Ty Cobb and the youngsters are ad
vised if they would follow in the
footsteps of the envied man they must
keep everlastingly at it until practice
gives them a degree of the firmness
and confidence tLat have brought suc
cess to. him. Choice of bat and posi
tion at the plate are explained but
the point is emphasized that nothing
will bring success except practice.
Base running" is explained as becom
ing a more important part of tho
game with "very season. Not only
is speed required but also good judg
ment. A heady base runner can worry
the opposing- battery into wild -plays
to his own advantage. A paragraph
explains the best method of sliding
bases, and there are some valuable
pointers on stealing bases. The cut
shows Donie Bush.
The article on short stop presents
Everett Scott of" the Boston Americans.'
It explains the advantage of a small
fast man as short' stop, and calls at
tention to the necessity for accurate
fielding of ground balls and fast
throwing, which are acquired only by
practice. , It emphasizes the import
ance of team work between short stop
and second baseman. It warns against i
various misplays and errors in judg
ment. -
The third sacker receives more hard
drives than any other infielder and
the article on third base tells tho
VGlinS'Rtpr W 1"! r q oncrnT. -frk" tVit nnyi.
v...w , -' . -
tion how to learn to get hard ground-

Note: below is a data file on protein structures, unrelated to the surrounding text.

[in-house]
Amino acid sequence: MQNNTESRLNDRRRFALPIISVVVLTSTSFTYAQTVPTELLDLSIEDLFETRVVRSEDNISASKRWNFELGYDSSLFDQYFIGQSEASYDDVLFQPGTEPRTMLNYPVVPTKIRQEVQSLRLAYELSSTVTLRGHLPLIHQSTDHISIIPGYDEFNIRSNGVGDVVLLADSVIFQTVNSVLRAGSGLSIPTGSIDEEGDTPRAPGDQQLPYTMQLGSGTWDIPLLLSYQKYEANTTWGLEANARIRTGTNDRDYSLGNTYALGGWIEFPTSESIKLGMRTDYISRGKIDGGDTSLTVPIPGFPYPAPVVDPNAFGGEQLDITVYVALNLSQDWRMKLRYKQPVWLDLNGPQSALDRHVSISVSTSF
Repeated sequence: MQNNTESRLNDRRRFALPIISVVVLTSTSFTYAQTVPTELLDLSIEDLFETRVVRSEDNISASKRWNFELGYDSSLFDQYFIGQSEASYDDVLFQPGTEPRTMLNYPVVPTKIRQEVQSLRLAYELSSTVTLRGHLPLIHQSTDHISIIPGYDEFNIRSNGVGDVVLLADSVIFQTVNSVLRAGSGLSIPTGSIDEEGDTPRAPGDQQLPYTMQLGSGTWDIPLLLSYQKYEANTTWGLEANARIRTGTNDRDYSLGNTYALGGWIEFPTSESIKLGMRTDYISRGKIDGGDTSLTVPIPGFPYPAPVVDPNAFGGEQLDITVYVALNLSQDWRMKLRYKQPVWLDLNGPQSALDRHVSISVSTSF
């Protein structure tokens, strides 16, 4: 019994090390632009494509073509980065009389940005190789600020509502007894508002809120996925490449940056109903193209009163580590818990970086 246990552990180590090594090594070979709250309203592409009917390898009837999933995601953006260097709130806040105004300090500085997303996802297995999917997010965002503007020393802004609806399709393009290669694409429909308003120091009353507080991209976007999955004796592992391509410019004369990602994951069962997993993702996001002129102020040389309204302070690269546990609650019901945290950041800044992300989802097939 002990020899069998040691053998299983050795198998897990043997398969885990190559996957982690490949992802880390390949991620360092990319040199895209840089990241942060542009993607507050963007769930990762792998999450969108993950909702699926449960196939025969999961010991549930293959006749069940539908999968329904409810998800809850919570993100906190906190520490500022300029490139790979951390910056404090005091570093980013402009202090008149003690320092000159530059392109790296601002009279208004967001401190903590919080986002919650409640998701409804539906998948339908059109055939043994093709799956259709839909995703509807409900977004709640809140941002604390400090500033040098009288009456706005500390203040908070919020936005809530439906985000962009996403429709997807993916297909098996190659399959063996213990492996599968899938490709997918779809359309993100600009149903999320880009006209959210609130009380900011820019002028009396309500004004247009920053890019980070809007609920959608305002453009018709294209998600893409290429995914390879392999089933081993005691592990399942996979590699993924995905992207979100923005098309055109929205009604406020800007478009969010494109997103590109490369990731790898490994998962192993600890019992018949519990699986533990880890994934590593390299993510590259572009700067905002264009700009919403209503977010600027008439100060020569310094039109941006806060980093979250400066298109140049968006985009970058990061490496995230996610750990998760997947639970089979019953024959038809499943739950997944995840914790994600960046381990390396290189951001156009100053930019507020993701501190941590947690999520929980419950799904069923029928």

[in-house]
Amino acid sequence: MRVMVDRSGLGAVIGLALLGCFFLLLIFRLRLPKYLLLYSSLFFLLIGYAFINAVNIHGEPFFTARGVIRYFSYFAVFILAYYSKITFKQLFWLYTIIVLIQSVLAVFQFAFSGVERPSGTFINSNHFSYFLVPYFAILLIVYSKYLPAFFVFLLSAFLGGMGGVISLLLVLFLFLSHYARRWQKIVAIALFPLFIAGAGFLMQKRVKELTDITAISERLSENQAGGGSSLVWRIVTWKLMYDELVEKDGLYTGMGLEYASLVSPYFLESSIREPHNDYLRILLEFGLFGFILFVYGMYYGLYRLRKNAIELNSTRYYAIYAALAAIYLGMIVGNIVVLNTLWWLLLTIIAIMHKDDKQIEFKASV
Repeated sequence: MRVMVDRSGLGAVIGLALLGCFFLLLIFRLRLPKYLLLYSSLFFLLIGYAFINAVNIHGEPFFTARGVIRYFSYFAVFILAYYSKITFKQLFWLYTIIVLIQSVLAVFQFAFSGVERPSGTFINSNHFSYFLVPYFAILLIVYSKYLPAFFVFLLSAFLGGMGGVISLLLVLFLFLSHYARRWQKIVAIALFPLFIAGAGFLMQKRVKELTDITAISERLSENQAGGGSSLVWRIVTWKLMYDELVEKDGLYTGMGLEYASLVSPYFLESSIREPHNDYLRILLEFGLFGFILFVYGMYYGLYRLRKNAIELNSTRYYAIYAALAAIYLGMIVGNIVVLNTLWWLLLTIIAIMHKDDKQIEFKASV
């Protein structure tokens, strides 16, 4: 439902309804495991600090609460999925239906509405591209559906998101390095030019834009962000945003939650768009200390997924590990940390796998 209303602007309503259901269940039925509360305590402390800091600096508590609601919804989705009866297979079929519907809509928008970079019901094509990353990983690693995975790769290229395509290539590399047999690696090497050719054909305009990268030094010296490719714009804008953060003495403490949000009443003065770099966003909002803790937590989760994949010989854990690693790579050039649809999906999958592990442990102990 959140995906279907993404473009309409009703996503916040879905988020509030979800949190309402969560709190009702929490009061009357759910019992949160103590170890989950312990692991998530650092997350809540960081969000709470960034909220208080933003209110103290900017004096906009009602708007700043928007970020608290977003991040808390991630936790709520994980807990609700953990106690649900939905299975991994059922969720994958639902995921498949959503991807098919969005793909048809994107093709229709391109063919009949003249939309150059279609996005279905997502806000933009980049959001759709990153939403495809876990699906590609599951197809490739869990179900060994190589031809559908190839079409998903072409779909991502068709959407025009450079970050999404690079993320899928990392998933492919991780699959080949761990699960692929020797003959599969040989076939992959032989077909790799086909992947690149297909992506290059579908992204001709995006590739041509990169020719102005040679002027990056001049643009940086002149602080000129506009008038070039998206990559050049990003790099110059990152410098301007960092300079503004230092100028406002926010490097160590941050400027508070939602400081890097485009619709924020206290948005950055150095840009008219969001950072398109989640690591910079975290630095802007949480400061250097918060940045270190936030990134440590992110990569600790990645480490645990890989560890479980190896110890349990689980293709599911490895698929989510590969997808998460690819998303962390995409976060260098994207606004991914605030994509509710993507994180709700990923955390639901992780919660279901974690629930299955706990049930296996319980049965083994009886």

ers and recover the ball quickly in
case of fumbles. Much individual
practice is necessary for the boy who
would be successful in this position;
and it is essential also for the third
baseman to study the habits of batters
so he may judge quickly what .to ex-'
pect, hits or bunts. The cut 'shows
Henry Groh of Cincinnati, , :
The essential requirements of a star
second baseman are given as ""brains,
ability to throw accurately and from
awkward positions, speed enough to
go to both the left and right for
ground balls, and a hustling spirit."
Eddie Collins is pictured aa a star
second baseman famous for using his
gray matter, and each one of the es
sentials is explained in some detail.
BOB'S
TAXI
PHONE 333
v AH We Ask is a Trial
FO
PENSACOLA BOYS
DUDLEY GUNN IS
JUNIOR CHAMPION
IN Y. M. C. A. MEET
The honor of making tl highest
score in the Junior Indoor and Out
door track, meet at the . Y. M. C. A.
goes to Dudley Gunn, he having made
S3.62 points out of a ossible 100. He
is, therefore, the winner of the silver